- Spear Phishing: When phisher crafts a message to trick a specific individual, that’s called spear phishing. Phishers categorize their targets using information on various sites and use spoofed addresses to send emails that could reasonably look like they’re coming from co-workers. For example, the spear phisher targets someone in the accounts department and pretend to be the victim’s manager requesting a large bank transfer on short notice.
- Whaling: Whale phishing, or whaling, is like spear phishing that aims a very big fish, such as CEOs or Company Board Members. The phisher has to gather enough information to trick a CEO or Board Member and may take time, but it can have an astonishingly high payment.
- Clone Phishing: It is a type of phishing attack where the phisher copies a genuine email message that is sent from a trusted organization. The phisher then alters the email by replacing or adding a link that redirects to a malicious or fake website.
How do I Fight the Phish? If you are even a little bit suspicious of a text message or email–do not click. Immediately delete.
- VERIFY TO CLARIFY: If you receive an email or text message requesting you to confirm or submit financial information, your login information, or any other sensitive personal information by clicking a link, DON’T. Immediately contact the organization (not via the contact information contained in the email) to verify the request. You can also visit the company’s legitimate website and log into your account to see if you have any messages or action items.
- WHEN IN DOUBT, THROW IT OUT: Links in email, tweets, texts, posts, social media messages and online advertising are an easy way for cyber criminals to get to you. Be CAUTIOUS of clicking on links or downloading anything that comes from a stranger or that you were not expecting. Essentially, don’t trust links.
- STRANGER DANGER: Remember what you learned about not accepting candy from strangers? Apply that to the online world as well. Do not click links in emails, text messages, chat boxes, etc. from people you do not know, and be suspicious of links sent from those you know as well.
- READ THE EMAIL OR TEXT CRITICALLY: Is the sender asking you to do something they wouldn’t normally ask you to do, such as bypass your company policy? Does it seem weird the credit card company is asking you to verify your credit card number or OTP? Are there misspelled words or unusual phrases? Is there a sense of urgency i.e. requesting you click now or act immediately? These are often context clues in the body of the email or text hinting that something is not right.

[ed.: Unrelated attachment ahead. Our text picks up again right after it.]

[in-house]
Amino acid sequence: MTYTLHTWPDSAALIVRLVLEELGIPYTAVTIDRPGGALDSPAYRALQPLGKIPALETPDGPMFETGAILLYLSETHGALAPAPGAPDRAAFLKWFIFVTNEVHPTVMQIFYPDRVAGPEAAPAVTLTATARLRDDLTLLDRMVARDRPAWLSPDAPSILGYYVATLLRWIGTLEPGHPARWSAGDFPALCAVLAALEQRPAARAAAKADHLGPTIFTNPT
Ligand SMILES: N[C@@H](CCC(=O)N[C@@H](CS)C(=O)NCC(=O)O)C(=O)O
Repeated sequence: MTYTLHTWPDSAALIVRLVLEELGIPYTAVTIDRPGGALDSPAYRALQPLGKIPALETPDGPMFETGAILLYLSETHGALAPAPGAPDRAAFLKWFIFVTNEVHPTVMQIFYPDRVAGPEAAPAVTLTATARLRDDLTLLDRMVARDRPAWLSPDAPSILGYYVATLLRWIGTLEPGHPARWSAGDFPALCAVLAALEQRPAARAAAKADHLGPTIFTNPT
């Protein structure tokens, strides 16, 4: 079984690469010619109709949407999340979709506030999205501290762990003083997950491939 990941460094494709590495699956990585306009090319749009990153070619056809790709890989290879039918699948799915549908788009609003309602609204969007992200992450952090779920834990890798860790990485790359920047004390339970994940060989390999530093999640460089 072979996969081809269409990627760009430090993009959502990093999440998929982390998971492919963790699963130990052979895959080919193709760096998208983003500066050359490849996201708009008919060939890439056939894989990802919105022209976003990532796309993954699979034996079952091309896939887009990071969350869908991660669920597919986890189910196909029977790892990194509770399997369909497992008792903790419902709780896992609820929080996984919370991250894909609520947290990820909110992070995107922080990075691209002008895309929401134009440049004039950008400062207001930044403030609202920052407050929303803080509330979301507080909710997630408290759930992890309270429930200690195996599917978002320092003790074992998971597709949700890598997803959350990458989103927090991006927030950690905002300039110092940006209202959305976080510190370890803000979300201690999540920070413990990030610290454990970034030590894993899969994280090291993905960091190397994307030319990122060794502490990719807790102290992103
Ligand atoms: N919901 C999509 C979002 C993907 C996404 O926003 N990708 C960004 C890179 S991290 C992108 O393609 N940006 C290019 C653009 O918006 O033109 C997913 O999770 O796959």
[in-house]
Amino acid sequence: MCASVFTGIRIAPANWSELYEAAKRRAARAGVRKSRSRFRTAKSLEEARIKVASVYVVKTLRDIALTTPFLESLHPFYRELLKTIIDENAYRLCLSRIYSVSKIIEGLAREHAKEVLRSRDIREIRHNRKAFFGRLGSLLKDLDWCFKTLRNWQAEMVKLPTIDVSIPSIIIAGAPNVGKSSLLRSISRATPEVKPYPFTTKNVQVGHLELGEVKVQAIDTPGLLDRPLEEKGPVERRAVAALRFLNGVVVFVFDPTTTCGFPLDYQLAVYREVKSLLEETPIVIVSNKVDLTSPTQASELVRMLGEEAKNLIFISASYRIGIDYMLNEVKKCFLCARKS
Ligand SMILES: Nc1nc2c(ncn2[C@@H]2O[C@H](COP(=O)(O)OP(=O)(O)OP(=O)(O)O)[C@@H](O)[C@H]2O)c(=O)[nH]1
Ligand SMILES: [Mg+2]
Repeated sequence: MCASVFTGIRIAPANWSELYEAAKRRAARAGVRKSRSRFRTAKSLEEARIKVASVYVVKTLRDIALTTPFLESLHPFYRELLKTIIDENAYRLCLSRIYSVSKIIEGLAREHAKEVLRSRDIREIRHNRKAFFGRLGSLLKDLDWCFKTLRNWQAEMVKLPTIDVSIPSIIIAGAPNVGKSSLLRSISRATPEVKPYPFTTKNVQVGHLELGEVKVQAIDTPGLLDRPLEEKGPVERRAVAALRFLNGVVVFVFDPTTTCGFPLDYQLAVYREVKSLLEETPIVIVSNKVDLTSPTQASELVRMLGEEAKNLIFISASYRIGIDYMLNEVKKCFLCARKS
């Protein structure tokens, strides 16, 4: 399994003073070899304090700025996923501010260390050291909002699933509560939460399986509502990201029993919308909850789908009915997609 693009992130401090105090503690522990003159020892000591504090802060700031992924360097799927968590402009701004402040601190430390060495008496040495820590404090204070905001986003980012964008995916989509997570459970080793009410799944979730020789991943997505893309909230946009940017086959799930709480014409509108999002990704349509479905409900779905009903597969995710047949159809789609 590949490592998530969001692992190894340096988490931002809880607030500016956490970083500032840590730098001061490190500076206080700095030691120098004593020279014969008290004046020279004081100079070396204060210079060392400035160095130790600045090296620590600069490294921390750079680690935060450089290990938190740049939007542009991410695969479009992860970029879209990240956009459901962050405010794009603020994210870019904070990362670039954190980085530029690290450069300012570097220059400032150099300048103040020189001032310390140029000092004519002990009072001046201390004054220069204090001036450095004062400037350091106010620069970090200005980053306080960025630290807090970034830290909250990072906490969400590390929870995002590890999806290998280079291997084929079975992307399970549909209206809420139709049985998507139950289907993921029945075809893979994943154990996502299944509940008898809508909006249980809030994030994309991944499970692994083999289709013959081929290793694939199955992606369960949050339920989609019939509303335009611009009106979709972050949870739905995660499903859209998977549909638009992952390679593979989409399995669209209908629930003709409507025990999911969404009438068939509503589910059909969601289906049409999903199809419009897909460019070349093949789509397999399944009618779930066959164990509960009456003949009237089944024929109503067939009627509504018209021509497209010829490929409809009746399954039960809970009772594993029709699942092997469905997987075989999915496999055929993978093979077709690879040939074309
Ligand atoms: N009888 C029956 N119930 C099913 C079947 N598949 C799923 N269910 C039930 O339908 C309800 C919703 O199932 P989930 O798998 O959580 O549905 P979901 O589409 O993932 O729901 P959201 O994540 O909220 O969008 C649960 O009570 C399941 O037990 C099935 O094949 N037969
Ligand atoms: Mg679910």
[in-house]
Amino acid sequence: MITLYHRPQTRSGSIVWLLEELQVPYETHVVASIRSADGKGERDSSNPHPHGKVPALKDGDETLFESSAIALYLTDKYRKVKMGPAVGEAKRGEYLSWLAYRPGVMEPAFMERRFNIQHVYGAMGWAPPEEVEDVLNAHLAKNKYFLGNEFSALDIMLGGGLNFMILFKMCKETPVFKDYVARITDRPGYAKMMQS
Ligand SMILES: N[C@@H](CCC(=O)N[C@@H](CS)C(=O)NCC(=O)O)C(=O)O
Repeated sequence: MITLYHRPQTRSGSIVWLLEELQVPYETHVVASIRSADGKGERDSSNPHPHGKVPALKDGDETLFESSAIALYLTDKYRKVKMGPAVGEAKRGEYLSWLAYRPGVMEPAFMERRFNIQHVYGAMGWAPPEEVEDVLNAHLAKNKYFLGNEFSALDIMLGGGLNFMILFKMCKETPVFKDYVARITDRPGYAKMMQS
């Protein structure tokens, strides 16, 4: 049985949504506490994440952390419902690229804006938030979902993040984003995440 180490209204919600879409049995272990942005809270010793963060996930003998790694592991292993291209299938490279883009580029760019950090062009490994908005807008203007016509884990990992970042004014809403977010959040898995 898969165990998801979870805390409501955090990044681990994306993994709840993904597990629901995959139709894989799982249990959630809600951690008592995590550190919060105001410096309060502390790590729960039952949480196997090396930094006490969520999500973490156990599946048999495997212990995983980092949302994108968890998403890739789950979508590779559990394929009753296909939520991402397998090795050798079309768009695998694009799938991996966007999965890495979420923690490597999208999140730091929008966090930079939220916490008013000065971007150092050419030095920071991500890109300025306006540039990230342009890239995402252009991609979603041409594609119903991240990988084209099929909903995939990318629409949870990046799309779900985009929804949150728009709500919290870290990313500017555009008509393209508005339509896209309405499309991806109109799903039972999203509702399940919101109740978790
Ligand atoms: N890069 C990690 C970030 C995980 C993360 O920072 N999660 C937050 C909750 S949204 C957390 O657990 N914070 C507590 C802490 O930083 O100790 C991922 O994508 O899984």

- UNSUBSCRIBE MIGHT SUBSCRIBE YOU TO A HACK: Sometimes the call to action in an email can trick you, such as “unsubscribe” or “reply to stop receiving these messages.” It is better to just delete the email or mark it as spam if it is spam.
- IN YOUR EMAIL ACCOUNT, CONFIGURE THE SETTINGS SO THEY DISPLAY THE SENDER’S EMAIL ADDRESS AND NOT JUST THEIR DISPLAY NAME: This will help you verify the sender’s email address is legitimate (for instance [email protected] (correct) vs. [email protected] (incorrect). Did you notice that one simple change from an o to a 0?
- PLUG-IN ASSISTANCE: There are some plug-ins you can use in your internet browser that will display a URL’s true path. You might consider enabling that security feature in your internet browser’s security settings.
- HOVER TO DISCOVER: You can put your cursor on top of the link (be careful not to click!). When you do that, the true path will appear. Does the destination of the link align with what you would think? If it doesn’t look legitimate, do not click. Immediately delete the email.
- WHAT ARE YOU HIDING? Often, hackers will use shortened URLS to make a malicious link appear safe to click. If you receive a short URL, there are free online tools where you can copy and paste the short URL into the tool and it’ll expose the true path. Be careful with this, though. You don’t want to accidentally click the URL. If you are afraid of copying and pasting, just delete the email or text message with the shortened URL and go to the company’s main site itself to access whatever deal or event you’re trying to access.
- HAVE ANTI-MALWARE AND ANTIVIRUS INSTALLED ON ALL OF YOUR DEVICES: You can even install it on your phone. This will add an extra layer of protection, though it won’t replace you needing to be cautious and vigilant.
To Click or Not to Click: I am sure that you have the ANSWER now!